Design is advertising #2: Nomadic resistance
Faced by oppressive visual pollution, many designers feel powerless. Yet the visual realm can be turned into a vital site of political and cultural action
Whatever else you might think of it, the billboard advertising Ford’s Ka, seen on the streets of London this summer, is an unusually barefaced statement of the issues involved. Under the copy line ‘London’s Alternative Transport’, the outline of the Ka emerges from a multi-coloured network of tyre marks rendered in the immediately recognisable shape of Henry Beck’s famous London Underground map. Forget public transport, says the ad – it will only let you down. Wise up, abandon the declining infrastructure, jump into the cutely proportioned Ka and drive into London … to join the other private car drivers in the capital’s increasingly clogged and slow-moving centre.
A few days after I first came across this shamelessly misleading ad, in a street near where I live, some unknown member of the public answered back. Slapped across the chassis of the Ka, small but unmissable, in neat, black line-work, was a poster bearing the hand-drawn words ‘Let London breathe’ and the image of a woman’s bicycle.
This changes everything. Suddenly the Ka billboard ceases to be a monologue, a piece of highly resourced and one-sided propaganda for a commercial point of view, and becomes a dialogue in which a radically different perspective is shown to exist. From this other viewpoint, the ‘alternative’ isn’t more cars on London’s streets, it is fewer cars, and other ways of solving the transport problem. Anyone looking at the Ka billboard now would have to think about the meaning of its claim to offer an alternative to public transport, even if they then went on to dismiss the cyclist / clean air point of view.
The poster-sticker’s modest intervention and the unexpected rupture of the ad’s slick surface also serve to expose the reality of contemporary advertising. Billboards might occupy narrow shards of private space – leased from the poster-site owner – but they project their messages across collective airspace into notionally ‘public’ streets. You would have to keep your eyes fixed on the ground, or the dashboard of your Ka, not to see them. Street ads are a privileged form of address and the space they commandeer is disproportionate. Only the rare sight of a mural comes anywhere near to equalling the scale, intensity and impact of this public imagery. Advertising’s right to colonise the physical environment of the street and act as primary shaper of the mental environment is taken for granted and there is no officially sanctioned public competition for the thoughts, beliefs, imagination and desires of the passer-by. Apart from other ads.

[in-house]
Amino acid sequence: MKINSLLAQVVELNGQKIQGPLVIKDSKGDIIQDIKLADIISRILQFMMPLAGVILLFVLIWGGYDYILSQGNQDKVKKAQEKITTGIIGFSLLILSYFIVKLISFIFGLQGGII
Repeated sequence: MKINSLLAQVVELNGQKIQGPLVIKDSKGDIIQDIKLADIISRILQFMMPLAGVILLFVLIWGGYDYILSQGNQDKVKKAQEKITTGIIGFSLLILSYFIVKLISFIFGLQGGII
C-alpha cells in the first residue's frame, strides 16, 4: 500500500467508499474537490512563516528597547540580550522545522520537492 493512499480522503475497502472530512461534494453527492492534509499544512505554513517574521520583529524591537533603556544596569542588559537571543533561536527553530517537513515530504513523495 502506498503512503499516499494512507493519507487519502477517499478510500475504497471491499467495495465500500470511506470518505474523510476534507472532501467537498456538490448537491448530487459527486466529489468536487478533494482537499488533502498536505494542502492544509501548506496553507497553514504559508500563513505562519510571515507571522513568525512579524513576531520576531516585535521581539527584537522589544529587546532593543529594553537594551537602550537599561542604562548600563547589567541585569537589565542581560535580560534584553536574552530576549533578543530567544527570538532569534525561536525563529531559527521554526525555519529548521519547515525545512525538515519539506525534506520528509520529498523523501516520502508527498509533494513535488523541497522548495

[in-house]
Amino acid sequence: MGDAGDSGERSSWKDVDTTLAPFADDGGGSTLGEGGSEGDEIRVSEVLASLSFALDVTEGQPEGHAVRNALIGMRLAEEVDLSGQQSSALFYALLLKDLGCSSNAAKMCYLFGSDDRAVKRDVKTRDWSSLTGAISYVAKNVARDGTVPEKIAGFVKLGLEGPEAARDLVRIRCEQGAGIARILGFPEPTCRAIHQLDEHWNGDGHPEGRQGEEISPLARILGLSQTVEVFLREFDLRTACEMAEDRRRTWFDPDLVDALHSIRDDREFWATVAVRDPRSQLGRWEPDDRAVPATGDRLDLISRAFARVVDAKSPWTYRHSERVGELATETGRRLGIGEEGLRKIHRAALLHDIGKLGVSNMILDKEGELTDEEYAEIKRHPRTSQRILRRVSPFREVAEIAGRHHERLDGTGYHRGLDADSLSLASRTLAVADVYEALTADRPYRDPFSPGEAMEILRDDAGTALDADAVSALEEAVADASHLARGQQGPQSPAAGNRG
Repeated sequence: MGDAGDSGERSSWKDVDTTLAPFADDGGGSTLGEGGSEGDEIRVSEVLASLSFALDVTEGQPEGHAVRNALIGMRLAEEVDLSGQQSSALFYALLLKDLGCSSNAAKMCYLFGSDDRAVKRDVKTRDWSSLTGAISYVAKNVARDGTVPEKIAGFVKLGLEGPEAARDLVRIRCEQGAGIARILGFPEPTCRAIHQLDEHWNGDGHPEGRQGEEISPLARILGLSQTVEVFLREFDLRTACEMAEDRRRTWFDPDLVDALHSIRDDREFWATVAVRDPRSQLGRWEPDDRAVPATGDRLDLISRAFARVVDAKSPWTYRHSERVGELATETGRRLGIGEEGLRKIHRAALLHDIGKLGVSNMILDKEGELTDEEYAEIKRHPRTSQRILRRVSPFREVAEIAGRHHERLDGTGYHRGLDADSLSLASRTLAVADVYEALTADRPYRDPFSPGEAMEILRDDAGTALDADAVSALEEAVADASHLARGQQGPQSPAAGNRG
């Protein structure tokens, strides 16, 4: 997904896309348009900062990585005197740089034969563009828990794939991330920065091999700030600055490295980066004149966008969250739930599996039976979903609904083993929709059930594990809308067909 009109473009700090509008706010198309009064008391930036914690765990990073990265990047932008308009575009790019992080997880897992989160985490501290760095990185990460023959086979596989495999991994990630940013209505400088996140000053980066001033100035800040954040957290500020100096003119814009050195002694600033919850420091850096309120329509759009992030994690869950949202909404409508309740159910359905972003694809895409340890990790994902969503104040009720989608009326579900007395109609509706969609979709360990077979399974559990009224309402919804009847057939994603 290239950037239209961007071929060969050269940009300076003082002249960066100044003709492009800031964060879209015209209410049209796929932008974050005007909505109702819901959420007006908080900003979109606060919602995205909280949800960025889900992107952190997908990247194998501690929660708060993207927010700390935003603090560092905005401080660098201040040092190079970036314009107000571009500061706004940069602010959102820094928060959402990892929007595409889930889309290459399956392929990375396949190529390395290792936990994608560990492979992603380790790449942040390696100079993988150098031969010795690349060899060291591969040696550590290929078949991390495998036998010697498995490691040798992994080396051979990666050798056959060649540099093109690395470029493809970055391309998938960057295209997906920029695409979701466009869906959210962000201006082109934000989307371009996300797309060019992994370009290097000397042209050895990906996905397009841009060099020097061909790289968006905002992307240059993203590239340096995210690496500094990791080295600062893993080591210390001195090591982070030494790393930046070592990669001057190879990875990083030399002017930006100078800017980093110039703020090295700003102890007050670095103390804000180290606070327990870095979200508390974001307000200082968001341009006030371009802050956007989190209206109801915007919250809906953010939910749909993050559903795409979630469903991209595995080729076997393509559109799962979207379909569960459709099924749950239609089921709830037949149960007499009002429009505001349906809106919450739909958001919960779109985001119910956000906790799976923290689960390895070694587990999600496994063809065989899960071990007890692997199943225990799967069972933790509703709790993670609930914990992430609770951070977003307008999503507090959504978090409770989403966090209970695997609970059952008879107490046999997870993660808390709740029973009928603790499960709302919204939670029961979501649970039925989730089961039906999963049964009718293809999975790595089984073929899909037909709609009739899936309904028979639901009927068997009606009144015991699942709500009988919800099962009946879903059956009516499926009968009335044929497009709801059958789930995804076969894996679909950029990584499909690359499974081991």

‘Let London breathe’ is a small but telling reminder of all that is routinely excluded and denied expression in our supposedly public highways, but it is also significant in another way: it is a piece of graphic design. Not professional design; sophisticated metropolitan imagineers would probably sneer at the folksiness of the lettering and the antique air of the bike. The poster is awkwardly trimmed around the word ‘Let’, which projects beyond the main image area, suggesting it might have been cut from a larger image; perhaps it was made for some previous protest or action. Yet despite these oddities (partly because of them) it has graphic force. It has been designed for a use – and applied; it reads well and you can’t miss it. If an amateur activist with a felt-tip pen, a pot of paste and the most rudimentary graphic skills can make you pause, what might a more professionally conceived form of graphic activism accomplish?
Poised at the door
While ‘graphic agitation’, considered historically, has an honourable tradition, and receives an occasional airing in graphic design circles, in the 1990s it has been far from the centre of the profession’s concerns. The spraycan ‘sniping’ – as it came to be called – documented in Jill Posener’s Spray it Loud in the early 1980s has evolved into highly effective forms of billboard alteration, or ‘refacing’ (as opposed to defacing) in Britain, Australia and the US. In the UK, Saatchi & Someone reworks Benetton ads into safe sex and pro-lesbian mother messages. In Chicago, Ben Rubin’s ‘I keep getting mugged in my sleep’ thought bubble, glued on to more than 1000 ads, many in the city’s subway, aims to expose sexism, racism and other ‘dehumanising ideologies’. In London, the duo AVI (Active Visual Intervention) wage the ‘semiological guerrilla warfare’ proposed 30 years ago by Umberto Eco by imitating billboard typography to devise seamless graphic insertions that look official and provoke new readings by keeping the audience guessing. Their theoretically informed disruptions of the capitalist media spectacle first described and analysed by the Situationists are a far cry from the frontal assaults mounted by the politically motivated designers of earlier decades. AVI explains: ‘We are looking to open up constructive spaces of doubt and introduce a little instability into the relation between author, reader and context.’